Winter on the Wildcat Trail


I’VE only three or four months left to get bike-fit for my Irish cycle ride between Mizen Head and Malin Head in May so I’ve been putting the miles in on the bike since the turn of the year.  

It’s been going fairly well, and the generally mild winter weather has helped a lot but getting the consistency of training that I’d like has been difficult. For example, I have to go to Turkey tomorrow for some BBC filming (oh, woe is me), so it’ll be a while before I get my bum on a bike again.

Despite that, I just wanted a change yesterday. The wind was blowing ferociously and I’m a little fed up cycling into the teeth of a gale so I opted for a wee change – a nice walk around my home village of Newtonmore’

Our local Wildcat Trail is a lovely little route that links some 45 hectares of varied woodland, moorland and riverside walking around Newtonmore, offering some fabulous views over the Monadh Liath and Cairngorm mountains.

Winter, so often dour and sullen, can change its face in a magical way that portrays familiar landscape in a completely new light. Humdrum views come alive in the intensity of cold light and the hills, as ever, look different when swathed in a blanket of snow.

The great feature of the Wildcat Trail is the diversity of landscape. One moment you’re walking alongside a wide and mature River Spey as it flows along in stately fashion and a few minutes later you’re being entertained by the cascading waters of one of its tributaries, the River Calder, as it bursts over ice-crusted rocks and boulders. Further on the contrast between dense forest and the wide open moorland almost overwhelms the emotions, a sensory bombardment that leaves you speechless.


From Newtonmore signposts guide walkers to the trail that runs alongside the River Spey. This trail runs below the railway bridge and the old A9 road bridge, a great spot for listening to the cailleach-cackle of mallards. I often stop at this spot on my wanders to listen to the croaking gossip of the ducks and sometimes watch a pair of goldeneye float happily out mid-river.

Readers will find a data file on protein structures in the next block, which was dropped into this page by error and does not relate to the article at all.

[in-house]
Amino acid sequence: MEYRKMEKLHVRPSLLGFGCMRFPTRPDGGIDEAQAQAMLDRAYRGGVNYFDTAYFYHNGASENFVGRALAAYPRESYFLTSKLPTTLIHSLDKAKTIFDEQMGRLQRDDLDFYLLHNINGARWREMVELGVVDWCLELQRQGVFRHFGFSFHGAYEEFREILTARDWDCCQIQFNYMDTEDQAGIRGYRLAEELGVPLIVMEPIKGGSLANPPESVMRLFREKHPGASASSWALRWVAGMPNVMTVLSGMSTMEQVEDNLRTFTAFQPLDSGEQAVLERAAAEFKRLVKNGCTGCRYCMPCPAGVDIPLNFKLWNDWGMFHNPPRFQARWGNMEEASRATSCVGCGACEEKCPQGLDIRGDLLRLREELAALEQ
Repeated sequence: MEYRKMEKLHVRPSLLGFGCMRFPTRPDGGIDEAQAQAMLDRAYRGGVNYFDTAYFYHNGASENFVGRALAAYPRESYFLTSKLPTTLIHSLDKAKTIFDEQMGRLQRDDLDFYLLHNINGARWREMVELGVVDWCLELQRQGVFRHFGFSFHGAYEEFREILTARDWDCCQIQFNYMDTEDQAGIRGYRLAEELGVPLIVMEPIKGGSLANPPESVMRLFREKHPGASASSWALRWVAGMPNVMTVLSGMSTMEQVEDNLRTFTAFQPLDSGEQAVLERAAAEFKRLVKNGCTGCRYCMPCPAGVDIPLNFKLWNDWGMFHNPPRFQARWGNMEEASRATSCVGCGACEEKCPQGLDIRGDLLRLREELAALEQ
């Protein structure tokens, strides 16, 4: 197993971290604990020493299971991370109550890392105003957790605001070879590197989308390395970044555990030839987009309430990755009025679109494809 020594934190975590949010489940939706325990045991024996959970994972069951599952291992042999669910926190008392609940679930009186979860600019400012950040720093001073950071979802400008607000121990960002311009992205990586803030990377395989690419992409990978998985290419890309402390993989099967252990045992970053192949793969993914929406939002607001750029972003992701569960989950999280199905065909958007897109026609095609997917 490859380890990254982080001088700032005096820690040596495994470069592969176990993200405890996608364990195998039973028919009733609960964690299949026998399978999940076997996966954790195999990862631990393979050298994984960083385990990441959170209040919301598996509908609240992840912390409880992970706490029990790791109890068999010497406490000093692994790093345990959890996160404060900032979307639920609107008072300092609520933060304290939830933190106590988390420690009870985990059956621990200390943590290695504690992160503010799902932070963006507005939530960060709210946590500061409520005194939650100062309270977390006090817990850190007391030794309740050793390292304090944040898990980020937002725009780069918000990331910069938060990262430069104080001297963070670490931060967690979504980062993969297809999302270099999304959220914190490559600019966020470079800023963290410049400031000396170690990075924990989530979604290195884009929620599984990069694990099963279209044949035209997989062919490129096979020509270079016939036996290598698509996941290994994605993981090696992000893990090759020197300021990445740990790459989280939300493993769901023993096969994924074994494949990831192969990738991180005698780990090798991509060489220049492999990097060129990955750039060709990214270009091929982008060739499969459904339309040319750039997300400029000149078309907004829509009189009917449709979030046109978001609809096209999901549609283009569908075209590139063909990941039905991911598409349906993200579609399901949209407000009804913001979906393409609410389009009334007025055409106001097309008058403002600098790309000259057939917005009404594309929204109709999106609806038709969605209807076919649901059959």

Beyond the road bridge the trail leaves the Spey and follows the chuckling River Calder. You have to leave it for a while to cross the Newtonmore to Laggan road but you rejoin it immediately and follow it behind Banchor Mains Farm to where it joins up with the River Calder trail, a great stretch of footpath that looks down on the boiling, churning rapids of the Calder gorge.

Once you reach the Glen Banchor road you turn right, heading away from the hills, but signposts lead you through part of the forest before you come back out on the road again. From here the trail climbs gently towards Upper Knock and through the birch woods behind Craggan, dropping down the edge of the wide moorland behind Strone towards the Ault Larie. The path follows the burn down to Aultlarie Bridge and the main road but a new stretch of footpath runs back towards Newtonmore parallel to the road.

Just beyond the Folk Park the route turns left down a lane and over the railway bridge to where signposts lead you towards the River Spey again. From here delightful paths run past what was once known as the Dale of Newtonmore, and is now Newtonmore golf course, all the way back to the start.

It’ll take most folk about 3 hours to wander round the Wildcat Trail’s 7 miles, and while underfoot conditions are generally good there are one or two wet sections that would make it sensible to wear walking boots or wellies. There is little climbing involved and plenty of opportunities to cut the route short and wander back into Newtonmore.


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